Evaluation of the performance of Alcohol and Drug Awareness Courses provided in the ACT
Keywords: Alcohol, Statistical, Epidemiology and Other Road Safety Research, Startegy & Policy, Driver/Rider Training, Enforcement Programs, Statistical, Epidemiology and Other Road Safety Research Methods, Legislation and Law, Education – general and other, Driver Education, Education and Road Users, Drug/Drunk Driving, Education, Driver Licensing & Training, Drink/Drug Driving, Road Safety Programs, Drink Driving, Community
ACRS, DOI:10.33492/JRS-D-18-00277, https://doi.org/10.33492/JRS-D-18-00277
Submission Date: February 27, 2020 Journal
Suggested Citation: Thompson, J., Wundersitz, L. and Raftery, S. (2020). “Evaluation of the performance of Alcohol and Drug Awareness Courses provided in the ACT”. Journal of Road Safety, 31(1), 30-39. https://doi.org/10.33492/JRS-D-18-00277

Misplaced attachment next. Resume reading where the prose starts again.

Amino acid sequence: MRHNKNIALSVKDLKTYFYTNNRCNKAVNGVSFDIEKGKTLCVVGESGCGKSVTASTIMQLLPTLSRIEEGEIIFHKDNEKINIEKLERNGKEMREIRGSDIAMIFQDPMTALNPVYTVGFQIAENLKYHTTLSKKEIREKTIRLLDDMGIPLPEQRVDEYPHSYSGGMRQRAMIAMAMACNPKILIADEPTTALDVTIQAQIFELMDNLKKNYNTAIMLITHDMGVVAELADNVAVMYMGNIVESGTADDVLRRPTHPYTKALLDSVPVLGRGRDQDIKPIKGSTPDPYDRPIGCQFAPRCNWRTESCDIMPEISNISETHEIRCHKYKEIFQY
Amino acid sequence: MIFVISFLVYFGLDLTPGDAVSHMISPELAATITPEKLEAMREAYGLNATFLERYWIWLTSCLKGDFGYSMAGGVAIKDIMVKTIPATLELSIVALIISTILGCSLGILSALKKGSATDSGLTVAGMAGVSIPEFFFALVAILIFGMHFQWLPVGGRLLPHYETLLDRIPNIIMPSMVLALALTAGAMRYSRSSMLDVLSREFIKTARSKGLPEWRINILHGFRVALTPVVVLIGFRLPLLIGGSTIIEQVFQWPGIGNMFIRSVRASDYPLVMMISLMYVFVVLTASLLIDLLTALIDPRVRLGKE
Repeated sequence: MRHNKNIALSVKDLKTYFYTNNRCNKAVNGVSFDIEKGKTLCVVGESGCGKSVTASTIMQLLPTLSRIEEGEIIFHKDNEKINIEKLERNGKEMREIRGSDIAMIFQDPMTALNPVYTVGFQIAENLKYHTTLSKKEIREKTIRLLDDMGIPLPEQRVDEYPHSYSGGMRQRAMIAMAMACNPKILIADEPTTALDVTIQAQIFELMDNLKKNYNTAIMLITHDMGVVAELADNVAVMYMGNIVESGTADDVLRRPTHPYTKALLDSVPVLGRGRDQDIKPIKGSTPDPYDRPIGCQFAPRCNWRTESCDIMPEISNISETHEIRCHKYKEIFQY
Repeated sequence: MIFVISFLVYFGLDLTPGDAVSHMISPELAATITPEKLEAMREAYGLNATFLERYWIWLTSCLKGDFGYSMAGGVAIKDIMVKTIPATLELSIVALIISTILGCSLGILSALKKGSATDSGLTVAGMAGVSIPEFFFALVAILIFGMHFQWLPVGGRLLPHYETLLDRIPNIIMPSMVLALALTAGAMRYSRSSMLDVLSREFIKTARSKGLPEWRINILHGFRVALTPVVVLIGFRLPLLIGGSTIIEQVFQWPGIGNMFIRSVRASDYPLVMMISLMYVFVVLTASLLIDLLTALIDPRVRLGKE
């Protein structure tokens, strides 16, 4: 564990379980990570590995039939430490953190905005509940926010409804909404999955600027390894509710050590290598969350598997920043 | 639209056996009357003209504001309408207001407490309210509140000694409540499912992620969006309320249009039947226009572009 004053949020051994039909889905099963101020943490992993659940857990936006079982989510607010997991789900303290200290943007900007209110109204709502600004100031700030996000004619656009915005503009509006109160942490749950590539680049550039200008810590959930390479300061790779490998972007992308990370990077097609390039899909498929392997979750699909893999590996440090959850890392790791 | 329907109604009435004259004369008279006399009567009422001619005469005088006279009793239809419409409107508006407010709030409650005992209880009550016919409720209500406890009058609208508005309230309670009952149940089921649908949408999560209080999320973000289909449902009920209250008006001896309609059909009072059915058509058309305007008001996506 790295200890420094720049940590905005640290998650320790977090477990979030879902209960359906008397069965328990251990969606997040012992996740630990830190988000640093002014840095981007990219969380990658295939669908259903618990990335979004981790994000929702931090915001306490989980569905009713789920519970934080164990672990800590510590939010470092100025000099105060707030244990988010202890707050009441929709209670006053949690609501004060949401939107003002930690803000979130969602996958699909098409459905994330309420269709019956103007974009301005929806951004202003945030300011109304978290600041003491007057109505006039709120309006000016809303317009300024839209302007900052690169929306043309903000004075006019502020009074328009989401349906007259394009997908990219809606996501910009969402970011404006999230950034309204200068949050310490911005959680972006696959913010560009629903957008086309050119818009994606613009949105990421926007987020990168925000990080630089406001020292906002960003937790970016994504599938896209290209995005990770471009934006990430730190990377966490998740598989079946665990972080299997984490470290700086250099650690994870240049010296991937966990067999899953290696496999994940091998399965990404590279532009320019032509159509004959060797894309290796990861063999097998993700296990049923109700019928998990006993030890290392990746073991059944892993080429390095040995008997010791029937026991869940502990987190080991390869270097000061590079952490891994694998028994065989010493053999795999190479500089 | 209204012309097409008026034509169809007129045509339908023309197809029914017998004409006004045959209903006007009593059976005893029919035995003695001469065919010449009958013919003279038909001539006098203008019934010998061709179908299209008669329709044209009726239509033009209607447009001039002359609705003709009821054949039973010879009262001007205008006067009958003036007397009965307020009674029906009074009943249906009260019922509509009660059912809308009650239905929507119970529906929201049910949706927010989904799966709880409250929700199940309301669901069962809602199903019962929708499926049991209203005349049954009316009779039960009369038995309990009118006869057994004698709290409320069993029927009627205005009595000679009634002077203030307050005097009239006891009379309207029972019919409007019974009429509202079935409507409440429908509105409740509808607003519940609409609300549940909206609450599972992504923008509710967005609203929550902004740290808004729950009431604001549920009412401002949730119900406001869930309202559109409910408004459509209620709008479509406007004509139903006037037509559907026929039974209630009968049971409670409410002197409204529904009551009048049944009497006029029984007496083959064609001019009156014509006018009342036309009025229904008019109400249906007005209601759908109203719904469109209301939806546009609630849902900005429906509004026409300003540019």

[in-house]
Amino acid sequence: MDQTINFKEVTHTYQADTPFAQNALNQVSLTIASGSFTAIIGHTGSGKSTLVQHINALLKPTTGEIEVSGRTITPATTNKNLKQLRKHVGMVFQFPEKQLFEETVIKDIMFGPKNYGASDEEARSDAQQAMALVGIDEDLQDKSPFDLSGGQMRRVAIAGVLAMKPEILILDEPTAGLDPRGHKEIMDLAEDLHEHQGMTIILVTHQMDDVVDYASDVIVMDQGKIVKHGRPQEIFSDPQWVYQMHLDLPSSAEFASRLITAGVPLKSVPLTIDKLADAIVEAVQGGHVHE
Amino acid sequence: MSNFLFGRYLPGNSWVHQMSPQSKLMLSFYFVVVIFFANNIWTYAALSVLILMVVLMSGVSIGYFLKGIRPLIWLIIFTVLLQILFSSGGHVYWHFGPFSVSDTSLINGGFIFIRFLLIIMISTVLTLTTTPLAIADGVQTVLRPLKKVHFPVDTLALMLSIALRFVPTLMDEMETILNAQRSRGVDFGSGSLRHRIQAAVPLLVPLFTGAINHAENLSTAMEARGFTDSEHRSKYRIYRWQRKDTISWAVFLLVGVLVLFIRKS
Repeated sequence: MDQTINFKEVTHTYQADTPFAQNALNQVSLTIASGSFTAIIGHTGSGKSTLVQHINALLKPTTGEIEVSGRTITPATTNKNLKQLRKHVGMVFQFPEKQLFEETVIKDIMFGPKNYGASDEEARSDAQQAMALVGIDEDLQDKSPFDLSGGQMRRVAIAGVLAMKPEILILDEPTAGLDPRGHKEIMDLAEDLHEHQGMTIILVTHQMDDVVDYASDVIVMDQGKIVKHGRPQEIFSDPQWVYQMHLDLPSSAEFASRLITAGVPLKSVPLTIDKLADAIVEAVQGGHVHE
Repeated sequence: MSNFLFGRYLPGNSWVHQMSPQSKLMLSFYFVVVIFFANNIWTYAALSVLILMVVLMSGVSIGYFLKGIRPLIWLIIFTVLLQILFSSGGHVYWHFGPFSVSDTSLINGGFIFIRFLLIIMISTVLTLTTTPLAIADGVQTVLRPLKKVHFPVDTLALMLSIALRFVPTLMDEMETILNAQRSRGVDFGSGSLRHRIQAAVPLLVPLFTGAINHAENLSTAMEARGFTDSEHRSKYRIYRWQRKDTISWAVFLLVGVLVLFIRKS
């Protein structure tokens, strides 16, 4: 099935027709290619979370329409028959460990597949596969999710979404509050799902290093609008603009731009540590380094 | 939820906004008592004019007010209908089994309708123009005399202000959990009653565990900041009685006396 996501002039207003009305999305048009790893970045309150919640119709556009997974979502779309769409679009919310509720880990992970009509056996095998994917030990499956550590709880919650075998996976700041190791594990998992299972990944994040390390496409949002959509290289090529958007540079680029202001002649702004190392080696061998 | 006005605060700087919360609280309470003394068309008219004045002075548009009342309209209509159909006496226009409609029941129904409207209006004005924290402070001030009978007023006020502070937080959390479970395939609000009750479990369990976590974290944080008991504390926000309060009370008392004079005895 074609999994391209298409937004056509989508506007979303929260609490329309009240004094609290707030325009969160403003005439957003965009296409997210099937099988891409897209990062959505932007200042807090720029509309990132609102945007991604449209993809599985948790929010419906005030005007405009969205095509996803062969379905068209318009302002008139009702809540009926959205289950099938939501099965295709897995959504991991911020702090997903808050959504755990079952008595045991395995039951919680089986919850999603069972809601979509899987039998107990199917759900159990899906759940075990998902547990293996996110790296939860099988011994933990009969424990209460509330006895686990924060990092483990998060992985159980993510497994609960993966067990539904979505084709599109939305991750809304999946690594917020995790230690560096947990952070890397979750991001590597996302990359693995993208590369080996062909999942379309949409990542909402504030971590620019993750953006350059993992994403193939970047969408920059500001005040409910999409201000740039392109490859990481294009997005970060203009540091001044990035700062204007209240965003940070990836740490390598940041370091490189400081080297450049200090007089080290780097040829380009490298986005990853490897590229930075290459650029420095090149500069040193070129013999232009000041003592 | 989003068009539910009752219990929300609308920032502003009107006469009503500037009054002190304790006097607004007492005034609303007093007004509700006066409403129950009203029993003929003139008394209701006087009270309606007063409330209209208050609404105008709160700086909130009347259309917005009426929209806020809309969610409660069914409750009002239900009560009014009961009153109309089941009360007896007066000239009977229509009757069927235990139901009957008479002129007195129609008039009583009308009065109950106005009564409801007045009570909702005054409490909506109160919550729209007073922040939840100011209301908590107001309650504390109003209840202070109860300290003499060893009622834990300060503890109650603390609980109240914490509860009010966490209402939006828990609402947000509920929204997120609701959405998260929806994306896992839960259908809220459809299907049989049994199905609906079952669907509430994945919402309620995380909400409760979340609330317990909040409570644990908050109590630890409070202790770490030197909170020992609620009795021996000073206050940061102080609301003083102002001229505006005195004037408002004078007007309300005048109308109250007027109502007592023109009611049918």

Driving while impaired by alcohol or drugs is a significant road safety issue. As of November 2011, drivers in the Australian Capital Territory (ACT) who have been found guilty of a drink or drug driving offence are required to undertake an Alcohol and Drug Awareness Course (ADAC) before being issued with a restricted or probationary licence. This study evaluated the performance of the ADACs. Key performance indicators on their provision (e.g. enrolments) were obtained from the ACT Government for 2012 to 2017. Surveys of knowledge and attitudes towards drink and drug driving were given to 94 attendees immediately before and after ADACs between August and November 2017. Data on drink driving detections in the ACT between 2002 and 2016 were also obtained from the ACT Government. Completion rates for ADAC attendees increased from 94% in 2012 to 98% in 2016 and 99% in the first half of 2017. Results of the surveys suggested that the courses improved attitudes towards drink driving, although this result may be unreliable due to methodological limitations. The limitations of the surveys may also have contributed to the finding that knowledge of drink and drug driving information did not improve. Finally, the introduction of ADACs has correlated with a reduction in drink driving detections in the ACT between 2012 and 2016. However, the reduction is also likely to be at least partially due to other factors (e.g. other drink driving countermeasures). Based on these findings, the ADAC program has been performing well since its inception.